Tuesday, February 25, 2014

Fred Thompson: The CBO Report and the Minimum Wage I

Fred Thompson checks in again with a two-part post on the minimum wage.  Part II will post tomorrow.


This Blog has, over time, paid a lot of attention to the minimum wage, arguably more attention than the issue deserves, given that the effects of changing it are small, mostly invisible or somewhat benign. Of course, as the owner of Oregon Economics, Patrick Emerson, observes, the issue is of special interest to Oregonians. The Pacific Northwest already has the highest state minimums in the land and Washington’s Governor Jay Inslee and Oregon’s Labor Commissioner Brad Avakian are calling for further increases. Then too, there’s the SeaTac initiative, which raised the minimum wage to $15 an hour for the airport’s hospitality and transportation workers, and Mayor Ed Murray's push to extend the $15 minimum to Seattle.

Ds often try to push the issue onto the national legislative agenda in midterm election years. President Obama kicked off this year’s campaign in his State of the Union message, when he called for “a fair wage of at least $10.10 an hour.” Minimum wages are popular with voters and many Ds and their constituents really want to see them increased. The looming election, with its focus on legislative races, greatly boosts the likelihood of enacting an increase. Besides, the minimum wage is an effective wedge issue, distinguishing Ds from Rs. Politically, this is a win-win issue for Ds.

Figure 1: US Minimum Wage History

Consequently, you can expect to hear plenty from both Ds and Rs about a report recently issued by the nonpartisan Congressional Budget Office (CBO). It found that a national minimum-wage hike would bump up earnings for 16.5 million people and cost 500,000 low-wage workers their jobs. In other words, a minimum-wage hike will help a lot of low-wage workers and hurt a few.

This is how the President’s Council of Economic Advisers (CEA) spins the report:

1. CBO finds that raising the minimum wage to $10.10 per hour would directly benefit 16.5 million workers.

2. CBO finds that raising the minimum wage would increase income for millions of middle-class families, on net, even after accounting for its estimates of job losses. Middle class families earning less than six times the poverty line (i.e., $150,000 for a family of four in 2016) would see an aggregate increase of $19 billion in additional wages, with more than 90 percent of that increase going to families earning less than three times the Federal poverty line (i.e., $75,000 for a family of four in 2016).

3. CBO finds that this wage increase would help the economy, injecting about $150 billion into the economy each year. (Note, this is not exactly what CBO said. The $150 million dollar figure comes from another study entirely, one which makes some pretty bizarre assumptions. What the CBO said is that raising the minimum wage will probably increase aggregate demand slightly “because the families that experience increases in income tend to raise their consumption more than the families that experience decreases in income tend to reduce their consumption” and only in the near term.)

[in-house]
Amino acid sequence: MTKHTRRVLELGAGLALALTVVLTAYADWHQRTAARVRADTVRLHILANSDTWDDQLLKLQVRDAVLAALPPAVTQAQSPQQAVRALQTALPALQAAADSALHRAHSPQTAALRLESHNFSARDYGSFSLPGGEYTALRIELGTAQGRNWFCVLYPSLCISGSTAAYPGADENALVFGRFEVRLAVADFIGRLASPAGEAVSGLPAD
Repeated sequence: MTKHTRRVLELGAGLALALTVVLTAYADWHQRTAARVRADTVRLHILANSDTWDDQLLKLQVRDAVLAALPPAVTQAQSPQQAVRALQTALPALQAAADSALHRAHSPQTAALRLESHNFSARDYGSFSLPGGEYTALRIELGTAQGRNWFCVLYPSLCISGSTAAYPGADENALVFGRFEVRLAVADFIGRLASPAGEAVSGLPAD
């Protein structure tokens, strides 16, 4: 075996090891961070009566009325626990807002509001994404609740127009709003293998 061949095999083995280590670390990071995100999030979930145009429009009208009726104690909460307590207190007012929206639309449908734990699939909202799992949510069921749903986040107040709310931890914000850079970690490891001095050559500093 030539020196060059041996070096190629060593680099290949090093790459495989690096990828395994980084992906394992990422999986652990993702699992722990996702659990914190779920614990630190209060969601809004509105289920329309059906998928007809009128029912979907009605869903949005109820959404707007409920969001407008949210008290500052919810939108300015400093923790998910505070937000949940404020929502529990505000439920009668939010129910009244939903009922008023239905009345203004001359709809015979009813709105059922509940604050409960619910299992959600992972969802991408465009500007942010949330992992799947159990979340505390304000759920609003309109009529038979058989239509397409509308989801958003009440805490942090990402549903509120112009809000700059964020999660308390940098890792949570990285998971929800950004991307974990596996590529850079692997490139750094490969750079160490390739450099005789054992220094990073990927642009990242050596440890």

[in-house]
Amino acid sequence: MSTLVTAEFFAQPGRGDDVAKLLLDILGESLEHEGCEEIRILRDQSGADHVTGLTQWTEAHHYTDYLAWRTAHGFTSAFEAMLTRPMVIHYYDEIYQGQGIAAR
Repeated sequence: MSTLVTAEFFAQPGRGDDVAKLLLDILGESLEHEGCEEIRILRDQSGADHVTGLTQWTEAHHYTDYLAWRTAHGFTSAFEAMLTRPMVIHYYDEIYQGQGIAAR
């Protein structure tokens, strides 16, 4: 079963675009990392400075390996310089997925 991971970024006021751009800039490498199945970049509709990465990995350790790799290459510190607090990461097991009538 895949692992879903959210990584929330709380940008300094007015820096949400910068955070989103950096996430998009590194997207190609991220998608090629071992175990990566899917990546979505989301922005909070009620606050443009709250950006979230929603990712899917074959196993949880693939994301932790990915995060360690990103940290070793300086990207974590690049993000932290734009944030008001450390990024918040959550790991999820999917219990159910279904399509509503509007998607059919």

4. CBO also found that raising the minimum wage would lift 900,000 people out of poverty and that only 12 percent of the workers likely to benefit from a minimum-wage increase are teenagers.

The CEA then goes on to pooh-pooh the CBO’s claims that a minimum-wage hike would probably cost about 500 thousand low-wage jobs, based primarily on a poll of eminent economists showing 80 percent of them think that boosting the minimum wage is a good idea. The CEA simply dismisses the evidence that minimum wage hikes increase welfare dependence or that less-educated single mothers are the folks most likely to be hurt by a minimum wage increase.

So, what does the CBO report actually say, aside from agreeing that a minimum-wage hike is on balance an OK idea? To answer that question I will show some simple analysis and a few numbers. (Note, I’m simplifying the CBO’s analysis a lot, by ignoring states with minimums higher than the national standard, lumping the folks earning more than their state’s current minimum wage but less than the proposed new minimum in with those now earning minimum wages, adjusting start and end points to produce approximately the same sums as the CBO, and assuming the supply of low-wage labor is fixed – doesn’t vary with the wage offered. The supply assumption is clearly counterfactual, but it makes for the strongest possible case for the minimum wage.) My take on the CBO report is depicted in Figure 2.

Figure 2: Effect of a Minimum-Wage Hike from $7.50 to $10

The CBO reports (I’ll get to how they got there in my next post) that the demand for low-wage labor is quite inelastic (doesn’t vary very much when the minimum wage goes up). This conclusion is reflected in Figure 2 by the line labeled ‘D,’ which shows that increasing the minimum wage by a third (from $7.50 to $10) reduces low wage employment by about 3 percent (from 17 million to 16.5 million). In this case, the net gain to low-wage-workers would be area labeled A less the area D, or 16.5 million*(2,000*$2.50) less .5 million (2000*$7.50), which is, $75 billion (here I’ve used 2,000 hours a year as an estimate of full-time work).

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